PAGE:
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^These are valid points. 

I think however, the people that run the show and pull the strings are only looking at the basic indices. The timing of the changes seems to be reactionary.

We also have the other thread about banking, and how sick it is. Banking and the economy needs to function like the human body, the sum of all the parts. The heart, the brain, the liver the kidneys etc.

I don't work in banking but I guess for it to be healthy it needs the economy to be healthy, and not just reliant on house prices. It needs savings, and healthy inflows into the stock market, as banking isn't just about the retail side but also the investment side.

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22 hours ago, 201p said:

^These are valid points. 

I think however, the people that run the show and pull the strings are only looking at the basic indices. The timing of the changes seems to be reactionary.

We also have the other thread about banking, and how sick it is. Banking and the economy needs to function like the human body, the sum of all the parts. The heart, the brain, the liver the kidneys etc.

I don't work in banking but I guess for it to be healthy it needs the economy to be healthy, and not just reliant on house prices. It needs savings, and healthy inflows into the stock market, as banking isn't just about the retail side but also the investment side.

Governments and central banks seem to have forgotten that for capitalism to work, it must enable and encourage the healthy formation of capital - ie. savings (individual and corporate), which can then be invested. Instead, they've discouraged it and encouraged high debt (especially for housing but pretty much for all consumption) enabled by printed, rather than formed, capital. To use a technical term, it's properly fucked. 

Edited by The Idiocrat
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1 hour ago, The Idiocrat said:

Governments and central banks seem to have forgotten that for capitalism to work, it must enable and encourage the healthy formation of capital - ie. savings (individual and corporate), which can then be invested. Instead, they've discouraged it and encouraged high debt (especially for housing but pretty much for all consumption) enabled by printed, rather than formed, capital. To use a technical term, it's properly fucked.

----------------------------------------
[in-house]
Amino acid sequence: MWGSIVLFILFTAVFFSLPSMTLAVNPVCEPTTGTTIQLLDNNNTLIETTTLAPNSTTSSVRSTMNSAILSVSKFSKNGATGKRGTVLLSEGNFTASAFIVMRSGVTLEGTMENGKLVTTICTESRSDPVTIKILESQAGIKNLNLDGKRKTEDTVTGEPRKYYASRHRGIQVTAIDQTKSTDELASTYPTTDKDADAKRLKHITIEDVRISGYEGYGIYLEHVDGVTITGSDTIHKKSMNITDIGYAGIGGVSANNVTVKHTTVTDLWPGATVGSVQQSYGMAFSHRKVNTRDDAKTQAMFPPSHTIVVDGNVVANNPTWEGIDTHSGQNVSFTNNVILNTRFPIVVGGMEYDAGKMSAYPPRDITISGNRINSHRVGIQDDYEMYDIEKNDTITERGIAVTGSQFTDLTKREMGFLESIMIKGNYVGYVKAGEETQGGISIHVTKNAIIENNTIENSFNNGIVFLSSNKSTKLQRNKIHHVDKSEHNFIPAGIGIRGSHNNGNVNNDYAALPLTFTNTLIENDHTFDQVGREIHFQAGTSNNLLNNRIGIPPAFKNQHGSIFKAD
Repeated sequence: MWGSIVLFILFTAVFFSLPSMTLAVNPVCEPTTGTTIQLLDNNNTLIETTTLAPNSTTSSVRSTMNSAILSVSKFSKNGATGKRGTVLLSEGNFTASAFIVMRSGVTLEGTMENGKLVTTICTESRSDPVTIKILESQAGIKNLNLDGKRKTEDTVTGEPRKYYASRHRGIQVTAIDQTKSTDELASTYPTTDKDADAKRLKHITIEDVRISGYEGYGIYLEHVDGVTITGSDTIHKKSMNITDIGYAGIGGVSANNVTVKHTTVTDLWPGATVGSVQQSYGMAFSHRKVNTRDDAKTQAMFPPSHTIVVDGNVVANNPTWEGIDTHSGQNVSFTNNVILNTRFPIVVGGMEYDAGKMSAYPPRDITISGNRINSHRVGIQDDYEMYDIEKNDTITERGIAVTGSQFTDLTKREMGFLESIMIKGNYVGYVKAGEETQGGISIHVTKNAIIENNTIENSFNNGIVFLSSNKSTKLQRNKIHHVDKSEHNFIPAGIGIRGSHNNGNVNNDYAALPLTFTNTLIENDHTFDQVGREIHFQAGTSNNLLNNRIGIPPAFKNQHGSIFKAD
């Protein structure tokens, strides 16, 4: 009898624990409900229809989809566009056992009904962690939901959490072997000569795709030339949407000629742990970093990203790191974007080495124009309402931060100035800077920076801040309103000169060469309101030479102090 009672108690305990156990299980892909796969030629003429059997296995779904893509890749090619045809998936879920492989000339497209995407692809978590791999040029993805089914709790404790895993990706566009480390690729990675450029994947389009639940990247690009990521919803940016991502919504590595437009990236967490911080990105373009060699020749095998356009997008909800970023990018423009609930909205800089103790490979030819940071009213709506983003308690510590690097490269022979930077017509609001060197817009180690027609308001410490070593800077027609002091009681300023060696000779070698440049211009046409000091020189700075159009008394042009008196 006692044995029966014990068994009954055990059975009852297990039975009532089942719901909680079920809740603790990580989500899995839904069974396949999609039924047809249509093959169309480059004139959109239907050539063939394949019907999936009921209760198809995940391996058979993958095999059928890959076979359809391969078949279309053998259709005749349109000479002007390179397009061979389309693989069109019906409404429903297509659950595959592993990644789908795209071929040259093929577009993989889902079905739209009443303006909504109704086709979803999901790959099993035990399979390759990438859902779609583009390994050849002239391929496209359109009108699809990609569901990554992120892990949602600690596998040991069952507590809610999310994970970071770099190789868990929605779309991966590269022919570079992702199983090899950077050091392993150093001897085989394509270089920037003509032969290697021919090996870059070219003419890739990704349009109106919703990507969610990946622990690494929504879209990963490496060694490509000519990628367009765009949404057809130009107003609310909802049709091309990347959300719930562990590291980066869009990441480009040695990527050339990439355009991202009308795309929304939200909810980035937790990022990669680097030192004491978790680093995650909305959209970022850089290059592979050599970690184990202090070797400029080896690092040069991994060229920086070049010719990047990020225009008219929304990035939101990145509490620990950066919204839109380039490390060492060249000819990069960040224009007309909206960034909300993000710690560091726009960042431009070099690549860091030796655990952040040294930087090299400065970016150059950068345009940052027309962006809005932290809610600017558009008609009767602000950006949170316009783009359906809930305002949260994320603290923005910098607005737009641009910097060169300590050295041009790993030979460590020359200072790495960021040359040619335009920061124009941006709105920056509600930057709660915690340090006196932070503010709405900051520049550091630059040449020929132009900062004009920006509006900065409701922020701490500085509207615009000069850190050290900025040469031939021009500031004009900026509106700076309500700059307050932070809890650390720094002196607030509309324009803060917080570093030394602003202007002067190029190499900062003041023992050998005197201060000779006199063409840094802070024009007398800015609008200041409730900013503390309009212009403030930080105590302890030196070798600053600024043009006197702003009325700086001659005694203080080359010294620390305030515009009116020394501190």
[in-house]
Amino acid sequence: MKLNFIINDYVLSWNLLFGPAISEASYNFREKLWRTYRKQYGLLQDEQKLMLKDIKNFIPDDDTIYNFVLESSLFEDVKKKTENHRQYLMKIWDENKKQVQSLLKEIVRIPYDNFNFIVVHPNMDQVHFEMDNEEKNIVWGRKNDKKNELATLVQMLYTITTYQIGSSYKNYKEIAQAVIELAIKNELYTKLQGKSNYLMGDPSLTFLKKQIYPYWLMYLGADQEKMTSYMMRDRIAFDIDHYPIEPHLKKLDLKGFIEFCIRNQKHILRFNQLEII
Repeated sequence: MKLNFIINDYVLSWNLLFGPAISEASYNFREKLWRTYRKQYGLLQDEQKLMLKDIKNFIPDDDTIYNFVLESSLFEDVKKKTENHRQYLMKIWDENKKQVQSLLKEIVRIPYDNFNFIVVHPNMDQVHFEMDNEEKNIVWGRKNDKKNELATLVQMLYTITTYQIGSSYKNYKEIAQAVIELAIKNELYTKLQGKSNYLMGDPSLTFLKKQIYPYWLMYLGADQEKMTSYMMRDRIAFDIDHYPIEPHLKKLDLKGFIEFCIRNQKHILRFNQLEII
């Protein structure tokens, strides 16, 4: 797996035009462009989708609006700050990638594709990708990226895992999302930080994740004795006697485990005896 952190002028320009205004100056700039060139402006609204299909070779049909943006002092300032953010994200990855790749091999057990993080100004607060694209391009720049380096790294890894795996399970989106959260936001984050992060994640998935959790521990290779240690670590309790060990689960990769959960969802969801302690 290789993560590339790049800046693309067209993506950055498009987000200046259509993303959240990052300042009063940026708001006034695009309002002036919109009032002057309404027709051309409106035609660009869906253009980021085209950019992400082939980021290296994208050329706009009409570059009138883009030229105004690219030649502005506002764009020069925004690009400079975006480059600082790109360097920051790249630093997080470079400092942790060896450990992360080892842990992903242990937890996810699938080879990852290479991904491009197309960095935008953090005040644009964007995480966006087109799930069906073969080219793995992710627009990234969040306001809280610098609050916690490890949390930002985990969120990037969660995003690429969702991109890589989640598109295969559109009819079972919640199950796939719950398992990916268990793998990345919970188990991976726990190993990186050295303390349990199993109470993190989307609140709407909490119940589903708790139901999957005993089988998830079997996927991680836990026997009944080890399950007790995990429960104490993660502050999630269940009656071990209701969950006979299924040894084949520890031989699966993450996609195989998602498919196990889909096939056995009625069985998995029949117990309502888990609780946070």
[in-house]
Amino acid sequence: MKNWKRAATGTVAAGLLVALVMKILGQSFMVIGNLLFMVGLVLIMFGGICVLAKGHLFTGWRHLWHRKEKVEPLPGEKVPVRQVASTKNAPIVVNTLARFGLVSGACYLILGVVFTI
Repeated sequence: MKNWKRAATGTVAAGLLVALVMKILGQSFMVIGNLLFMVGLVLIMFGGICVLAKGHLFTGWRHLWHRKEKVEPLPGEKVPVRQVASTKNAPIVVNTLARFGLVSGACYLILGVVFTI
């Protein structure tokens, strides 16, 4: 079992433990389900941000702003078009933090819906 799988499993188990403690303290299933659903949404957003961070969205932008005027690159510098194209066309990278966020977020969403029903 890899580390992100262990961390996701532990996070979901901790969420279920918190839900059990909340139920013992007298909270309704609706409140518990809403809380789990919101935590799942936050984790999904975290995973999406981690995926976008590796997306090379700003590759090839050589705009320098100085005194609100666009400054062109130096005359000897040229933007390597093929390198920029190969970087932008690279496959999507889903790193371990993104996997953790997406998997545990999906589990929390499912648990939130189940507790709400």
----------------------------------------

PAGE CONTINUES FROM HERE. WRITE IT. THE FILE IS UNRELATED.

They haven't forgotten, they abandoned capitalism ages ago.

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3 hours ago, The Idiocrat said:

Governments and central banks seem to have forgotten that for capitalism to work, it must enable and encourage the healthy formation of capital - ie. savings (individual and corporate), which can then be invested. Instead, they've discouraged it and encouraged high debt (especially for housing but pretty much for all consumption) enabled by printed, rather than formed, capital. To use a technical term, it's properly fucked. 

For me the goal looks to be a gradual extension of control over people's lives so that the state sets:

  • for how long people work (load them up with debts so that they cannot stop work before SPA)
  • and for how much (the initial aim of the above-inflation rise of the minimum / living wage's initial aim is to cover 20% of jobs).

With this achieved you have a working population the tax revenue from whom is both predictable and controllable.

The idea of free markets, personal initiative and entrepreneurship looks to belong in the past as governments simply look to what will keep their donors, major corporations, happy. 

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37 minutes ago, Frank Hovis said:

For me the goal looks to be a gradual extension of control over people's lives so that the state sets:

  • for how long people work (load them up with debts so that they cannot stop work before SPA)
  • and for how much (the initial aim of the above-inflation rise of the minimum / living wage's initial aim is to cover 20% of jobs).

With this achieved you have a working population the tax revenue from whom is both predictable and controllable.

The idea of free markets, personal initiative and entrepreneurship looks to belong in the past as governments simply look to what will keep their donors, major corporations, and twitter, happy. 

A slight EFA but you're absolutely right. Debt slavery is policy, although I don't think politicians are clever enough to have consciously planned it - they have lazily/stupidly gone to bankers/BoE and asked "What is best for the economy that will keep me in power?" and gotten the results you describe.